The Australian Taxation Office is throwing its weight behind a regulatory campaign to enforce compliance with auditor independence rules, saying it will focus its compliance resources on auditors who prepare accounts and tax statements for SMSFs they also audit.
James O’Halloran, the ATO’s deputy commissioner superannuation, says the tax office is scrutinising a group of 92 auditors who act as both tax agent and SMSF auditor for a client.
The ATO’s move follows recent action by the Australian Securities and Investments Commission, which has disqualified a number of SMSF auditors for not operating independently.
ASIC has issued a reminder to SMSF trustees that they must use registered and independent auditors to audit their funds.
ASIC commissioner John Price says: “SMSF auditors play a fundamental role in promoting confidence in the SMSF sector, so it is crucial that they adhere to ethical and professional standards.
O’Halloran says that in the next few weeks the ATO will launch an update of its Super Scheme Smart campaign to highlight existing and emerging arrangements that it considers high risk from a regulatory and tax perspective.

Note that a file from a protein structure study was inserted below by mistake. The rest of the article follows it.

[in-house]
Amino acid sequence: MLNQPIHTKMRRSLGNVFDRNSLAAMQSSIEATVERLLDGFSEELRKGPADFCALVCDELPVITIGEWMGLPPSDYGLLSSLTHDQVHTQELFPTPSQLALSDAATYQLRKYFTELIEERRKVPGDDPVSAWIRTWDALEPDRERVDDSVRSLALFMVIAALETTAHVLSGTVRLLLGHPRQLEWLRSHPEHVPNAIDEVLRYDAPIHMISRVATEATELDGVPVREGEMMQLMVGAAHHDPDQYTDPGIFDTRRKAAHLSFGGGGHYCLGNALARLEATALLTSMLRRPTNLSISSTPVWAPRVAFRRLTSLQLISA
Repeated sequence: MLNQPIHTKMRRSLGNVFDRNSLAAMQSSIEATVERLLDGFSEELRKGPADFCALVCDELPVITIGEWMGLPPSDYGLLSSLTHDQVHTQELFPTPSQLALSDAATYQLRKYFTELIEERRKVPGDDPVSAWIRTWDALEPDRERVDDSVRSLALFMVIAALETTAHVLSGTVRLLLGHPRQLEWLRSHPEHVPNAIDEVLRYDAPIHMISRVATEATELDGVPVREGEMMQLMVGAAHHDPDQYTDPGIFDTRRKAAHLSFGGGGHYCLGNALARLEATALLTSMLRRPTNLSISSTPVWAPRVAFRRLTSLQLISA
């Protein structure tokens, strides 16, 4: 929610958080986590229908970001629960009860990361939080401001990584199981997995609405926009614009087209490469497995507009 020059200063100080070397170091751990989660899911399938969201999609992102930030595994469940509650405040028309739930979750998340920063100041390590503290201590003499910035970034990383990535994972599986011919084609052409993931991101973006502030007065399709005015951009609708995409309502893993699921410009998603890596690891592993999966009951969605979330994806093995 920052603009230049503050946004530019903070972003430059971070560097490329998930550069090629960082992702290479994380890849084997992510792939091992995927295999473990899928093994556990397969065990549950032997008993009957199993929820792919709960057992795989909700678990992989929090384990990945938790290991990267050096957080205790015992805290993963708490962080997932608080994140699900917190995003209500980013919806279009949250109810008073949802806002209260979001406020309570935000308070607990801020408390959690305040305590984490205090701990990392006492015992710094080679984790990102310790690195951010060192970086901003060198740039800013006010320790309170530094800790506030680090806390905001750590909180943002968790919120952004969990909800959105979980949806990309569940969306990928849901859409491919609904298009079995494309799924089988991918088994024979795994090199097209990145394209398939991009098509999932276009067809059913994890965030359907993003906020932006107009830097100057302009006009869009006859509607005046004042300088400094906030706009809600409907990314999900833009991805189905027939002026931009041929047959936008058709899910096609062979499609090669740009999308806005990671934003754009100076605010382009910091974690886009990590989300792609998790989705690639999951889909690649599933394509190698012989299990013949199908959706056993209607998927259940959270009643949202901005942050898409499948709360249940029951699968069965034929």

The update will highlight the risks associated with contrived arrangements involving SMSF investment in property development ventures involving related parties. It will also focus on arrangements where an individual deliberately exceeds their non-concessional contributions cap to manipulate taxable and non-taxable components of their super interest upon refund of the excess.
“From time to time we see the emergence of schemes and arrangements targeting SMSF members, particularly those approaching retirement, encouraging them to undertake investments or implement arrangements intended to inappropriately channel monies into their SMSF to take advantage of concessionary or nil tax rates,” O’Halloran says.
He stressed the importance of the role of independent professional service providers in the running of SMSFs.
For example, the ATO will always consider independent professional valuations as the best evidence to support the value attributed to an SMSF’s investment in real property.
“Trustees must satisfy themselves that the values attributed to assets in their fund can be supported by objective data and evidence every year,” O’Halloran says.